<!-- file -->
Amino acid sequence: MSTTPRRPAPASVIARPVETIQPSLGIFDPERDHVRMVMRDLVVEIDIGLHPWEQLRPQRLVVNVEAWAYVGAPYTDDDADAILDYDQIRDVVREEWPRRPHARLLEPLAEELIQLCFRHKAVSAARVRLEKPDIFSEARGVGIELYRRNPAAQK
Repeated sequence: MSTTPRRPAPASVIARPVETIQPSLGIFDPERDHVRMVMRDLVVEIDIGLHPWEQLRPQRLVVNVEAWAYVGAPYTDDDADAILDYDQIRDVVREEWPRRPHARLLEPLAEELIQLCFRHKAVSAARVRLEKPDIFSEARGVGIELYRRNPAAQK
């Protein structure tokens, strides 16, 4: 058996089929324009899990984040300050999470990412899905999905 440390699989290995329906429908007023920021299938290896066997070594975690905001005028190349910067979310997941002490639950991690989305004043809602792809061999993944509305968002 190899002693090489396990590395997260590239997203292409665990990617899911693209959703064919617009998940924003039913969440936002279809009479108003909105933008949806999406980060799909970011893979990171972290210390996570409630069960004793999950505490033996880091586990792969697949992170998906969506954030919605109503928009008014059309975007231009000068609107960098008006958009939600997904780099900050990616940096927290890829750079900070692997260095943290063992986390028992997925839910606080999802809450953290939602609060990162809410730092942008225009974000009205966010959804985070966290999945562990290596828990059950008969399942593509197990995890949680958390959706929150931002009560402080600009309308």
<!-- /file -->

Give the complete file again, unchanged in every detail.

Amino acid sequence: MSTTPRRPAPASVIARPVETIQPSLGIFDPERDHVRMVMRDLVVEIDIGLHPWEQLRPQRLVVNVEAWAYVGAPYTDDDADAILDYDQIRDVVREEWPRRPHARLLEPLAEELIQLCFRHKAVSAARVRLEKPDIFSEARGVGIELYRRNPAAQK
Repeated sequence: MSTTPRRPAPASVIARPVETIQPSLGIFDPERDHVRMVMRDLVVEIDIGLHPWEQLRPQRLVVNVEAWAYVGAPYTDDDADAILDYDQIRDVVREEWPRRPHARLLEPLAEELIQLCFRHKAVSAARVRLEKPDIFSEARGVGIELYRRNPAAQK
């Protein structure tokens, strides 16, 4: 058996089929324009899990984040300050999470990412899905999905 440390699989290995329906429908007023920021299938290896066997070594975690905001005028190349910067979310997941002490639950991690989305004043809602792809061999993944509305968002 190899002693090489396990590395997260590239997203292409665990990617899911693209959703064919617009998940924003039913969440936002279809009479108003909105933008949806999406980060799909970011893979990171972290210390996570409630069960004793999950505490033996880091586990792969697949992170998906969506954030919605109503928009008014059309975007231009000068609107960098008006958009939600997904780099900050990616940096927290890829750079900070692997260095943290063992986390028992997925839910606080999802809450953290939602609060990162809410730092942008225009974000009205966010959804985070966290999945562990290596828990059950008969399942593509197990995890949680958390959706929150931002009560402080600009309308």